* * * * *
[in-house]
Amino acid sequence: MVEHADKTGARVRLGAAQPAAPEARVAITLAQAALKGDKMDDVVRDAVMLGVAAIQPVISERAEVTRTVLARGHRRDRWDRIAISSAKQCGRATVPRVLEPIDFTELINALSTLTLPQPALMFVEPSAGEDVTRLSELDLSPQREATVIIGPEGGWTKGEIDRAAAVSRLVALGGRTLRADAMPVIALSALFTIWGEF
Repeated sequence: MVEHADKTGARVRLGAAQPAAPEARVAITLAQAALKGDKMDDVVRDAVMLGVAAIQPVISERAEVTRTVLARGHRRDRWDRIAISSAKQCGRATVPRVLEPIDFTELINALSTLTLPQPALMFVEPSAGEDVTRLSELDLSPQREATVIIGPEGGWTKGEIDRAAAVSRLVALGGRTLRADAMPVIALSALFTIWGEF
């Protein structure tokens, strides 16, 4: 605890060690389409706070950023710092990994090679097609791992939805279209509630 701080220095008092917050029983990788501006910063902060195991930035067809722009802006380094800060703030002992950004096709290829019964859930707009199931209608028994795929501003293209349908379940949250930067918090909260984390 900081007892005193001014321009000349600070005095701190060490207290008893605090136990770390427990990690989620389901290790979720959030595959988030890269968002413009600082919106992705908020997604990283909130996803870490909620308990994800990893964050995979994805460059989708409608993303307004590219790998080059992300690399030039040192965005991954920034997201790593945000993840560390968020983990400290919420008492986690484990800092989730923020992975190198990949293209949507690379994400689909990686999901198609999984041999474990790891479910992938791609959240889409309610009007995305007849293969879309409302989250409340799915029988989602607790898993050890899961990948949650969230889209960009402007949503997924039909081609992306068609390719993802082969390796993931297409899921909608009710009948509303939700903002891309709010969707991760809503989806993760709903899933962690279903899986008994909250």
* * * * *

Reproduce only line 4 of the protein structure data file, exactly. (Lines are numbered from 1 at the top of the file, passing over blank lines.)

């Protein structure tokens, strides 16, 4: 605890060690389409706070950023710092990994090679097609791992939805279209509630 701080220095008092917050029983990788501006910063902060195991930035067809722009802006380094800060703030002992950004096709290829019964859930707009199931209608028994795929501003293209349908379940949250930067918090909260984390 900081007892005193001014321009000349600070005095701190060490207290008893605090136990770390427990990690989620389901290790979720959030595959988030890269968002413009600082919106992705908020997604990283909130996803870490909620308990994800990893964050995979994805460059989708409608993303307004590219790998080059992300690399030039040192965005991954920034997201790593945000993840560390968020983990400290919420008492986690484990800092989730923020992975190198990949293209949507690379994400689909990686999901198609999984041999474990790891479910992938791609959240889409309610009007995305007849293969879309409302989250409340799915029988989602607790898993050890899961990948949650969230889209960009402007949503997924039909081609992306068609390719993802082969390796993931297409899921909608009710009948509303939700903002891309709010969707991760809503989806993760709903899933962690279903899986008994909250």